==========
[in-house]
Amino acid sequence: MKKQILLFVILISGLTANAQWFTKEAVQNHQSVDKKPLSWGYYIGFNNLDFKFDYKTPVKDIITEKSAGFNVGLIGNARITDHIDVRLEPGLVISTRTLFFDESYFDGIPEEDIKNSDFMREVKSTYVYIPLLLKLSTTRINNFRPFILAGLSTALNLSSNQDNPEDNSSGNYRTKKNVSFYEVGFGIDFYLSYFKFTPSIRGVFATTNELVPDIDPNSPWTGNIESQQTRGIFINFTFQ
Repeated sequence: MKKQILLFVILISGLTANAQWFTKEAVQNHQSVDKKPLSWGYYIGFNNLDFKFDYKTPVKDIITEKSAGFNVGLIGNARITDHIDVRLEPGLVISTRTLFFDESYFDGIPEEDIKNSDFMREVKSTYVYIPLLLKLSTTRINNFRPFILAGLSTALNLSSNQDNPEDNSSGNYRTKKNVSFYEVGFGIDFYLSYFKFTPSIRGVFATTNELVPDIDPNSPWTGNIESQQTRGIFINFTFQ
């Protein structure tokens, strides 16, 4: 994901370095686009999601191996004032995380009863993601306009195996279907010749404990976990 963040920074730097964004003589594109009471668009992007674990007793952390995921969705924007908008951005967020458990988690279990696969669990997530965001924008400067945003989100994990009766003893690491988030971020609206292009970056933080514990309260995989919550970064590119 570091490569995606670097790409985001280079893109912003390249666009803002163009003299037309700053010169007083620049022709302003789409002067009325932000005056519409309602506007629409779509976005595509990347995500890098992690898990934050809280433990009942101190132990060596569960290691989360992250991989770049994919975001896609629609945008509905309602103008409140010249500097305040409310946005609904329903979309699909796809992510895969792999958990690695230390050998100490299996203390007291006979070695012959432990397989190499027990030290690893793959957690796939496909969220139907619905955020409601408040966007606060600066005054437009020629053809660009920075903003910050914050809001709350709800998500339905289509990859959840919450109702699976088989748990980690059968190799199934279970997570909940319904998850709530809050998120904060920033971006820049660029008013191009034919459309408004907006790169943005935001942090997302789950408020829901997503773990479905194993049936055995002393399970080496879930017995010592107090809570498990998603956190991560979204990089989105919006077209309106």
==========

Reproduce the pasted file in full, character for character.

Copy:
[in-house]
Amino acid sequence: MKKQILLFVILISGLTANAQWFTKEAVQNHQSVDKKPLSWGYYIGFNNLDFKFDYKTPVKDIITEKSAGFNVGLIGNARITDHIDVRLEPGLVISTRTLFFDESYFDGIPEEDIKNSDFMREVKSTYVYIPLLLKLSTTRINNFRPFILAGLSTALNLSSNQDNPEDNSSGNYRTKKNVSFYEVGFGIDFYLSYFKFTPSIRGVFATTNELVPDIDPNSPWTGNIESQQTRGIFINFTFQ
Repeated sequence: MKKQILLFVILISGLTANAQWFTKEAVQNHQSVDKKPLSWGYYIGFNNLDFKFDYKTPVKDIITEKSAGFNVGLIGNARITDHIDVRLEPGLVISTRTLFFDESYFDGIPEEDIKNSDFMREVKSTYVYIPLLLKLSTTRINNFRPFILAGLSTALNLSSNQDNPEDNSSGNYRTKKNVSFYEVGFGIDFYLSYFKFTPSIRGVFATTNELVPDIDPNSPWTGNIESQQTRGIFINFTFQ
């Protein structure tokens, strides 16, 4: 994901370095686009999601191996004032995380009863993601306009195996279907010749404990976990 963040920074730097964004003589594109009471668009992007674990007793952390995921969705924007908008951005967020458990988690279990696969669990997530965001924008400067945003989100994990009766003893690491988030971020609206292009970056933080514990309260995989919550970064590119 570091490569995606670097790409985001280079893109912003390249666009803002163009003299037309700053010169007083620049022709302003789409002067009325932000005056519409309602506007629409779509976005595509990347995500890098992690898990934050809280433990009942101190132990060596569960290691989360992250991989770049994919975001896609629609945008509905309602103008409140010249500097305040409310946005609904329903979309699909796809992510895969792999958990690695230390050998100490299996203390007291006979070695012959432990397989190499027990030290690893793959957690796939496909969220139907619905955020409601408040966007606060600066005054437009020629053809660009920075903003910050914050809001709350709800998500339905289509990859959840919450109702699976088989748990980690059968190799199934279970997570909940319904998850709530809050998120904060920033971006820049660029008013191009034919459309408004907006790169943005935001942090997302789950408020829901997503773990479905194993049936055995002393399970080496879930017995010592107090809570498990998603956190991560979204990089989105919006077209309106």